Keep cow manure on pasture, out of pond

Mitch Baltz loves to see his cows on grass, but he can’t stand to see them standing in ponds loafing.So, in one sloping pasture, the Powhatan, Ark., cattle producer built two successive stair-step ponds.

Then he tapped into the pond levee and ran pipes that bring warm water in the winter to a concrete watering trough. An overflow valve is used to keep water circulating during the winter to prevent the pond from freezing.

Key Points

Arkansas producer waters cows, but keeps ponds clean.

He uses pipes, a concrete trough and electric fencing.

EQIP cost-share program helps with fencing, management.


The pastures, the ponds and the concrete-watering hole are all surrounded by solar-powered electric fences. A short piece of wood sticks up from the trough to help the errant squirrel who may fall into the water while taking a sip.

At a third pond across the road, Baltz is using PVC pipe with a single strand of electric fencing on top of the water. The PVC pipe floats on top of the water, acting as a restricted-access water cooler for the cows.

An aquatic paddock

At the limited-access point, Baltz has placed heavy rocks on filter cloth. A high-tensile electric fence covers the rest of the area around the pond. The cows wade out into the water in their own little aquatic paddock.

So, no cows are trampling down the grass on the banks of the pond. When the grass gets too high, he’ll let the cattle in for six to eight hours and let them mow it down.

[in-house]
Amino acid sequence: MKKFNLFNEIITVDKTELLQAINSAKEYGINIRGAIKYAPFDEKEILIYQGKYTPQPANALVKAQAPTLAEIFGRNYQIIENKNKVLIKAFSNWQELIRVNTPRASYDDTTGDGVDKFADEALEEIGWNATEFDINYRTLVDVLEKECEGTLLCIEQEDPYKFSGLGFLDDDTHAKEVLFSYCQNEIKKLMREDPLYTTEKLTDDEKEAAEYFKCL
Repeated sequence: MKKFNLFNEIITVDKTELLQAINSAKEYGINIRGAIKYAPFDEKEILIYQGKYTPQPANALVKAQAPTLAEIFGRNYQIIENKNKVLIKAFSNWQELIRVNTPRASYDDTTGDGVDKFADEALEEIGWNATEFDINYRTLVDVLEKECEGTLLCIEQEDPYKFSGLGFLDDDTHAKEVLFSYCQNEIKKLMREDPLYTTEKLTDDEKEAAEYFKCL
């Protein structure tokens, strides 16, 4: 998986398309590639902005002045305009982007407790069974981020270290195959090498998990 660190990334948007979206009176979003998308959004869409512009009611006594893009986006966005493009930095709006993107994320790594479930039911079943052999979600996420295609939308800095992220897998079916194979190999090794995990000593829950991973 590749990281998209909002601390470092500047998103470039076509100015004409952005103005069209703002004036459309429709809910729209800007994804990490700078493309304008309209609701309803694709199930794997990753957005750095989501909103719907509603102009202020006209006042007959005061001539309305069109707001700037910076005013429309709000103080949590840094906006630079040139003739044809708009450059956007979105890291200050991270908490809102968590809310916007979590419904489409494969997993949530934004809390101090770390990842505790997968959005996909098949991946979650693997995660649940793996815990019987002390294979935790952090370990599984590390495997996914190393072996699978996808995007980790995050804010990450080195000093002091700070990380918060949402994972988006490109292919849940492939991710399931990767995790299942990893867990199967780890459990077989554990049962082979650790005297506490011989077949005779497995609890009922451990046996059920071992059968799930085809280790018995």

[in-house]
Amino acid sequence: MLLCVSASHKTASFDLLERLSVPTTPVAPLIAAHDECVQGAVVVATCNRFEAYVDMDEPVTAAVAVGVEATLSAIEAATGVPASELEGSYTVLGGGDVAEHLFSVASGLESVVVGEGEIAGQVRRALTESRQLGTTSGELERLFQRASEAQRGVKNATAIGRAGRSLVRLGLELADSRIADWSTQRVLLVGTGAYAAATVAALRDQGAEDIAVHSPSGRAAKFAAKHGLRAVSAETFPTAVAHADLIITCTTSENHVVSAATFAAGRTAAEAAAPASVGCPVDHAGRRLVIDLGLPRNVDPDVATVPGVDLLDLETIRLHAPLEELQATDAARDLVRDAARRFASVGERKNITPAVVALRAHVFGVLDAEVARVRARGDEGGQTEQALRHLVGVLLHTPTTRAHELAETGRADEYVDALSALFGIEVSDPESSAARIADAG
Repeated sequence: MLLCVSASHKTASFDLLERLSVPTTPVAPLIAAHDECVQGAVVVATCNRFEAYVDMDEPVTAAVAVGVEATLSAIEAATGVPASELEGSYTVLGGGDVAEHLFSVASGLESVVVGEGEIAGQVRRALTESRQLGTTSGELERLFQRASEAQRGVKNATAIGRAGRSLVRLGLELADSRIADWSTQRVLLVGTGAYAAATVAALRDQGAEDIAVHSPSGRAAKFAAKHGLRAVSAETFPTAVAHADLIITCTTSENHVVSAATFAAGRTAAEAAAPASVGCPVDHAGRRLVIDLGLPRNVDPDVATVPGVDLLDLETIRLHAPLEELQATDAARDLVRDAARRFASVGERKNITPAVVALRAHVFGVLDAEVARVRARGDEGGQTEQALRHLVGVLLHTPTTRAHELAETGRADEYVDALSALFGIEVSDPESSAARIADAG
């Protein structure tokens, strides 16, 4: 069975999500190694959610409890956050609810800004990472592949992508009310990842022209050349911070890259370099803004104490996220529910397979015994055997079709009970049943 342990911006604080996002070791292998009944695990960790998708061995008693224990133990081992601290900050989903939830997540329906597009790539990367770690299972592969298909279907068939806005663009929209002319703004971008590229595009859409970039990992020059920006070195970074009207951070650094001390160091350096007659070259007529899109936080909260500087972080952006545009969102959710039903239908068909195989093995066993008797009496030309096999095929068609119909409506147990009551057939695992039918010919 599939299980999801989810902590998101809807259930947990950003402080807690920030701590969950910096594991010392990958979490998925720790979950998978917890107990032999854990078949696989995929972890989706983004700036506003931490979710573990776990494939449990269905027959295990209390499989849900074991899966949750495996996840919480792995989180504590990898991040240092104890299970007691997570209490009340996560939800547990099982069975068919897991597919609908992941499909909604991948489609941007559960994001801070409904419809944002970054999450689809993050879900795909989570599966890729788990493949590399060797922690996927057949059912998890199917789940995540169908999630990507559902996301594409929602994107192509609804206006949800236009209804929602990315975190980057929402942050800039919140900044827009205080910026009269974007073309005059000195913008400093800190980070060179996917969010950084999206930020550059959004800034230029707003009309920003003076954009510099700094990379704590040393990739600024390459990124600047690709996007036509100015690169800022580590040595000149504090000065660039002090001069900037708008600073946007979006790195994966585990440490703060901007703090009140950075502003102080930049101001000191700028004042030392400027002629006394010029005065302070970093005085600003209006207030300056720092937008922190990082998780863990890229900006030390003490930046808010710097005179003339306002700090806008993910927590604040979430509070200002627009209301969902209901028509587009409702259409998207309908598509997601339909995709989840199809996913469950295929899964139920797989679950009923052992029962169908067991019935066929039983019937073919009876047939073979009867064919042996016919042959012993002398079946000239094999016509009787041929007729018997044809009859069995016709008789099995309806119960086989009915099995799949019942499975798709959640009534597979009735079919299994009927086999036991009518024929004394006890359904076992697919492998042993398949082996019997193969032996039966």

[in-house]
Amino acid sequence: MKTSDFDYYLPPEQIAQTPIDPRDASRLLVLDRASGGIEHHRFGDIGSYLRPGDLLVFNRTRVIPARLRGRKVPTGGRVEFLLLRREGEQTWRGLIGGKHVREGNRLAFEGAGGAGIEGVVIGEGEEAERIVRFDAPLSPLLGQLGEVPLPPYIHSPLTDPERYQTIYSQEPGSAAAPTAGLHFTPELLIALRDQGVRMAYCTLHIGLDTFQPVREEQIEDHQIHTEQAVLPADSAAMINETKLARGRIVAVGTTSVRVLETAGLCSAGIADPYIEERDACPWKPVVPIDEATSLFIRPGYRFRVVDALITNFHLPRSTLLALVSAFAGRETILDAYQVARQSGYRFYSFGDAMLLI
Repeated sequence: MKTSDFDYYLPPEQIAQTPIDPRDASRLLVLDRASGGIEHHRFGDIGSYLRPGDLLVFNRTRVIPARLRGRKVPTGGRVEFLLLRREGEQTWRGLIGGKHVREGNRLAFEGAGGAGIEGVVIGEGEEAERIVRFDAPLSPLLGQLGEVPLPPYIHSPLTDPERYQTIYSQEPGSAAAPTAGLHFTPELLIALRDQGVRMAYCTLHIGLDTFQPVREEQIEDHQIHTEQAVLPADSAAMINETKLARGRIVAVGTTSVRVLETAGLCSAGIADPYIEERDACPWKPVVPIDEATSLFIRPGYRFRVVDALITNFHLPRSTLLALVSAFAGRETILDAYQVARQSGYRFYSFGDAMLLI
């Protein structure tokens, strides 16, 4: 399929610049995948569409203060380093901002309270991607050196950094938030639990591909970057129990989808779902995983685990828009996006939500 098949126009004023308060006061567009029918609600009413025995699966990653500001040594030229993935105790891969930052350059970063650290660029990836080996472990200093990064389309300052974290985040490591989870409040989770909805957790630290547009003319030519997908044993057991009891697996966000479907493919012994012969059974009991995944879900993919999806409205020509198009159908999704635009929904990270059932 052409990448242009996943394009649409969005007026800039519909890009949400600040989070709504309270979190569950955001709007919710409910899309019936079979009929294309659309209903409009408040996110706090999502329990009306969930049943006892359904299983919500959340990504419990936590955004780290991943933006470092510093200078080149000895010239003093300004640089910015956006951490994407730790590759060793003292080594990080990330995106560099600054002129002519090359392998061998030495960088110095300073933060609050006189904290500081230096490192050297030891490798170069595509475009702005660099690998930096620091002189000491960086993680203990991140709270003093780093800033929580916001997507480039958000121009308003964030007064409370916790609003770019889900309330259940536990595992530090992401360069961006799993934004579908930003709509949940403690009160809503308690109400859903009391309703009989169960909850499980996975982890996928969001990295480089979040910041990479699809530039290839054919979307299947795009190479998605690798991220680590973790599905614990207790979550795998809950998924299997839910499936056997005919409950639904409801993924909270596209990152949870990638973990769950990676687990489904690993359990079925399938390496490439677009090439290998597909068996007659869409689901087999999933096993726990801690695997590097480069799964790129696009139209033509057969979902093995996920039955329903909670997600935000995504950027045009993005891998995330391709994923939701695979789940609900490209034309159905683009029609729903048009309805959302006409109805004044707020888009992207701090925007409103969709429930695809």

“I want all of the manure to be on the pastures, not in the ponds,” Baltz says.

It’s all part of his effort to convert his herd to strip-grazing. He divides his pastures — sized at 3, 4 to 10 acres — into three or four paddocks, moving the cattle as the pasture dictates.

Using Environmental Quality Incentives Program cost-sharing funds from the Natural Resources Conservation Service, he outfitted the pastures with solar-powered electric fences and built the ponds and limited-access watering hole.

He’s also established clover in his pastures via a federally funded cost-share project that promotes prescribed grazing.

Kenny Simon, who coordinates the University of Arkansas Division of Agriculture’s 300 Days of Grazing program, works with producers to inform them about stockpiling forages, managing fertility, rotational grazing and using riparian strips on the edges of waterways and ponds.

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Checking the water: Mitch Baltz used an NRCS
cost-sharing program to create a watering system for his cattle.

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Drinking allowed: Mitch Baltz (left) looks over a limited-access watering hole with Kenny Simon (center), University of Arkansas program coordinator for 300 Days of Grazing, and Bryce Baldridge, UA Extension agent.

This article published in the May, 2011 edition of MID-SOUTH FARMER.

All rights reserved. Copyright Farm Progress Cos. 2011.